The James Murdoch era hasn’t begun at 21st Century Fox yet. But Wall Street doesn’t seem too excited about it.
Shares of Fox(FOXA) fell more than 1% at one point Thursday following reports that Rupert Murdoch will soon relinquish his position as Fox CEO and that his son James would succeed him.
Rupert’s other son Lachlan will become co-executive chairman along with his father.
The stock rebounded as the day progressed and finished only slightly lower.
The news isn’t a complete surprise. The Murdoch family owns a controlling stake in Fox, so it was expected that Rupert would hand pick his successor and keep the leadership in the family.
James Murdoch was promoted to deputy chief operating officer of Fox sister company News Corp(NWSA). in 2011. At that time, Fox was part of News Corp. It became a separate company in 2013.
Last year, James Murdoch was promoted again — to co-chief operating officer at Fox.
But investors may be worried that the 42-year old James Murdoch is still not yet ready to be CEO.
His image is tainted by the phone hacking scandal at newspapers owned by News Corp. a few years ago. James Murdoch was the executive chairman of News Corp.’s UK publishing unit during that time and stepped down from that role in 2012.
“James Murdoch has to overcome the phone hacking scandal,” said Laura Martin, a media analyst with Needham & Company.
Another big concern? Chase Carey, the other co-COO at Fox, will be stepping down from that post. He is remaining with Fox in an advisory role.
Carey, a long-time News Corp. executive who was also once CEO of DirecTV(DTV), is widely respected on Wall Street. Carey left DirecTV in June 2009 to return to News Corp. as president and COO.
At the time, Carey’s return allayed many concerns investors had about the departure of Peter Chernin, who had left earlier that year to form his own media investment firm.
Chernin was Rupert Murdoch’s trusted lieutenant before Carey.
Many investors felt that Chernin was a stabilizing force that held the mercurial Rupert Murdoch in check.
In the past few years, Carey has been viewed in a similar regard by Wall Street.
“Chase Carey was a steady hand at News Corp. and Fox — especially after ‘Hackgate,’ said one media analyst who asked not to be named. “Carey focused on what shareholders wanted and helped convince Rupert Murdoch to split News Corp. into two and buy back stock.”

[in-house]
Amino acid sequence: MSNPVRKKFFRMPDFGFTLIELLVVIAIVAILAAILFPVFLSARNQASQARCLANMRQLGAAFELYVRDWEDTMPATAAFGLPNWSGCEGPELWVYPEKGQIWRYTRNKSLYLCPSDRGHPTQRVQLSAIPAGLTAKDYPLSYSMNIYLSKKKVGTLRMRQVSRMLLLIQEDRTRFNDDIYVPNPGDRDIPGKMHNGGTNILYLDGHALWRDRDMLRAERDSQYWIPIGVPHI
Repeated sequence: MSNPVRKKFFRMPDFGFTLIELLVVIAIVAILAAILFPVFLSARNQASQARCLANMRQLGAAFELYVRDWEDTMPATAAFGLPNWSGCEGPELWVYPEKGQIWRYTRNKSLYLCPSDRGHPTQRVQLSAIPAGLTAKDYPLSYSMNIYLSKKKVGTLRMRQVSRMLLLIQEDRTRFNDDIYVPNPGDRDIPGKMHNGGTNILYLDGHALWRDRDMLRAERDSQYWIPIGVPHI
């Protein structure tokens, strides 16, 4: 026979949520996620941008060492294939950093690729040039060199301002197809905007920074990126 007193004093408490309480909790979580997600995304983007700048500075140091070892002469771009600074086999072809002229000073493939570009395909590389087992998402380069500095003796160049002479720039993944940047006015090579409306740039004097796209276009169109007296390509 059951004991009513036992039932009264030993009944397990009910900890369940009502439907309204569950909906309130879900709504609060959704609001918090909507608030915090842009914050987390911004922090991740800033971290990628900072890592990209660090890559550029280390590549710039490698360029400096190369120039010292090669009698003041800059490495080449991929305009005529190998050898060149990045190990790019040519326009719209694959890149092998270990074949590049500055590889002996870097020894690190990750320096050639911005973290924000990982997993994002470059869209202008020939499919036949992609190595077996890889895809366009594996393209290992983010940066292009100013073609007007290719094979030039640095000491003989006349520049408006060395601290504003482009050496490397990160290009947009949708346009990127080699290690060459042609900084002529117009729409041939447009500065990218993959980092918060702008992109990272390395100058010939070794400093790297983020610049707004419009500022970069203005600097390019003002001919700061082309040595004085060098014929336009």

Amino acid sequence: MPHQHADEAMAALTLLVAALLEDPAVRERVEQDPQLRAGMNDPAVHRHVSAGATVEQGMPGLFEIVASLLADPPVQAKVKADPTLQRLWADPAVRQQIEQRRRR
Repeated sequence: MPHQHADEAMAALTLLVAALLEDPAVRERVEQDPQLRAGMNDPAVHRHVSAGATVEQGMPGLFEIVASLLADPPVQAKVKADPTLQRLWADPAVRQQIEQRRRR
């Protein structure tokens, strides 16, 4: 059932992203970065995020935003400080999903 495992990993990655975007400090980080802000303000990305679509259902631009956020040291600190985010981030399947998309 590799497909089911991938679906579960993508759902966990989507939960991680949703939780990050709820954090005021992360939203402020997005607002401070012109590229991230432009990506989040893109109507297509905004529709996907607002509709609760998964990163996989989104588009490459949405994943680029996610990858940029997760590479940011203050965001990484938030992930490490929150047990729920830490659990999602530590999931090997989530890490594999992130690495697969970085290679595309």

Some analysts had hoped Carey would be appointed as a sort of caretaker CEO at Fox for a few years once Rupert Murdoch was set to step back from day-to-day operations.
In that scenario, James Murdoch could have continued to learn from Carey before eventually taking over the family business.
But it’s not happening.
Martin, the analyst at Needham, said James Murdoch will have big shoes to fill.
Rupert Murdoch is a media legend that turned News Corp. and Fox from just a handful of newspapers in Australia to a multi-billion dollar empire.
“Self-made billionaires are hard to come by. So when one steps aside in favor of any successor, investors may be nervous,” Martin said. “James also has the added pressure of being the founder’s son.”
The track record of sons taking over media companies from their fathers is a bit spotty.
Cablevision(CVC) CEO James Dolan is not viewed as favorably by many investors and analysts as his father Charles. But Comcast(CMCSA) CEO Brian Roberts has helped transform his father Ralph’s cable company into a media giant.
James Murdoch will also be taking over Fox at a time of almost unprecedented change in the media business.
Is he the right person to help Fox transition to an increasingly digital world?
And can he help get the Fox TV network back on track? It’s stumbled in the ratings lately.
So investors will want concrete details about how James Murdoch plans to turn Fox into a true 21st Century media company once he officially becomes the boss.